1. Eden,
        Thank you for sharing your experience of the shoe protest.
        I am married to one of those clergy as well, and I participated in the shoe protest. I am very aware of the influence I have on my husband, and am more grateful than words can convey for the ways that we make each other better people. We agree on some things and disagree on some things, but our discussion and doctrinal studies help us each to grow.
        The shoes had nothing to do with the role wives play in a husbands life, clergy or otherwise. I’m sad that it felt like an insult to you. I invite you to consider that it had nothing to do with your role in Derrik’s life, and everything to do with those of us that feel a call to be in the room as clergy members.

        For myself, my dream is to be able to serve along with my husband, to minister in a visible way as a known entity, rather than as a silent partner.
        I don’t expect you to agree with me, and I’m fine with that. But if you didn’t hear the message correctly, perhaps that is because yet again, women are forced to make silent protests rather than being able to openly speak for themselves.
        Thank you for sharing your experience of the protest, I hope that it has become clear that no one intended you harm, and that you can feel at peace.

        1. I feel grateful for the various conversations that have come from this article. I have learned a lot about what was going on for the people who participated in the protest that I’d never heard.

  8. I always appreciate when someone takes time to share their experience and thoughts. Thank you for doing that Eden.

    What came to mind when reading your post was this tiny line from Thorton Wilder’s classic play, Our Town, set in New England in the early 1900’s:

    “All males vote at the age of twenty-one. Women vote indirect.”

    While my husband and I cast votes for the same candidate this year, I was happy to cast my own and am very grateful to the women of the Suffrage Movement who worked to make my voice heard these many years later. What if they had been satisfied with voting “indirect”?

    1. Hi Jenny.

      This is a fun argument to play with! Actually in College i remember a group of girls trying to decide if, given the Truths in CL, it was better or worse for society that women vote. But really, again the US gov. doesn’t acknowledge a husband and wife as the basic unit of society, but the individual– so two votes makes sense within that worldview and im very happy to participate in sec government. Honestly, if i lived in a country where everyone was a married new Christian…i dont know?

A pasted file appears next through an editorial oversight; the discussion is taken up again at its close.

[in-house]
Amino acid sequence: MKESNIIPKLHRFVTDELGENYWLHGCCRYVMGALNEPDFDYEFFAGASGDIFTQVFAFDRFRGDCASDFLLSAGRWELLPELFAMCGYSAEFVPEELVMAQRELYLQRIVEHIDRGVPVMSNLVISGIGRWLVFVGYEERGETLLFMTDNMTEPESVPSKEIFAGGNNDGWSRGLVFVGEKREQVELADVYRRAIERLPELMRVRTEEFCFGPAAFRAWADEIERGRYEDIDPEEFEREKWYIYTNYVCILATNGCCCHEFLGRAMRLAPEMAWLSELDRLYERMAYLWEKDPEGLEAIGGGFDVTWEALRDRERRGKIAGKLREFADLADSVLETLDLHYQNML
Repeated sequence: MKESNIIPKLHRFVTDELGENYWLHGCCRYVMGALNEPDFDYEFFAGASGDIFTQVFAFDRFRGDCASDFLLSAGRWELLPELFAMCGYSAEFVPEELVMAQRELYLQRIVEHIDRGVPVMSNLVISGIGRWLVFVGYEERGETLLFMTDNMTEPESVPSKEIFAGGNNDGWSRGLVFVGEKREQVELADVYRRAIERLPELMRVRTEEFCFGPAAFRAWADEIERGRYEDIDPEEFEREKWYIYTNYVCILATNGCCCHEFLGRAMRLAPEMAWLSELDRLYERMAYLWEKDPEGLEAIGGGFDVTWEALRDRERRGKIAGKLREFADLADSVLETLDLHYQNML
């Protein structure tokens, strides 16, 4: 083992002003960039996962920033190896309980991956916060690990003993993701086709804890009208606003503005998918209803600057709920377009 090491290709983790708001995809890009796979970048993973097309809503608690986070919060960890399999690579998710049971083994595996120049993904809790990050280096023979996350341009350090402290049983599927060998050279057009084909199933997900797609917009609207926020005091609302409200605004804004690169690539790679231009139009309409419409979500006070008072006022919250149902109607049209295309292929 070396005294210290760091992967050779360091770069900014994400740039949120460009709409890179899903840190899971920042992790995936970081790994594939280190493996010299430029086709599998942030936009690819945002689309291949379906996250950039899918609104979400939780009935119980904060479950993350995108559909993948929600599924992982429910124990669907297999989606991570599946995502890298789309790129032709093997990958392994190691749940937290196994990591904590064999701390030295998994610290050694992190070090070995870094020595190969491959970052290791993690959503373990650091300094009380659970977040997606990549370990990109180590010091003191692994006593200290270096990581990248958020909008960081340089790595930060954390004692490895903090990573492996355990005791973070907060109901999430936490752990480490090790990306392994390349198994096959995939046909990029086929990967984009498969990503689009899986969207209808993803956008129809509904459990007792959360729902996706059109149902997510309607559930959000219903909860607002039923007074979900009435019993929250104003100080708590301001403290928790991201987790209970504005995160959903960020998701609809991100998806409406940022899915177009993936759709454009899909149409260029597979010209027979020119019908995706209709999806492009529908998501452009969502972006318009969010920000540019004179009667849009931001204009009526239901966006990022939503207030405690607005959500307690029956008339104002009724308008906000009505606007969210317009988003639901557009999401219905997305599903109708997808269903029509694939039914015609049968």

1. As for the abortion issue that you mentioned, unfortunately the general public, male and female, has not had the opportunity to vote on the issue. The legal standing for abortion on demand was decided by judicial fiat … Roe v. Wade in 1973.

        1. Clever Catch, Trish! Actually, I was thinking of a more complex political connection–that the political climate that allowed for Roe vs. Wade and that didn’t provide for elected politicians who were willing to take it on, was a result of the large pro-choice womens demographic. I think the character and stances of politicians (and even judges–who are placed there by politicians) are strongly influenced by the stances of the people who vote for them.

          But you are totally right– there has been no straight-forward vote.

    2. Obviously, that wasn’t your point–but its interesting to explore.

      In reality, the Church is an Ecclesiastical structure (not a democracy) and precious little “voting” currently goes on with the Clergy– mostly it is discusion and counsel on the part of Clergy and then it is the Bishop’s responsibility to consider that counsel and form policies and decisions etc.. And as I explained above, I think wives perfectly situated for influencing their husbands opinions which they would in turn project in their own counsel to the other priests. I don’t think putting women directly into that discussion would be a more effective way to have a woman’s voice a part of the discussion. But that’s if you just want there to be SOME women’s voice present. As in not having masculine wisdom divorced from feminine love. Which was the particular direction of the article.

      I recognize if the issue is a woman personally wants the role of priest, then the GC and its system do not provide that.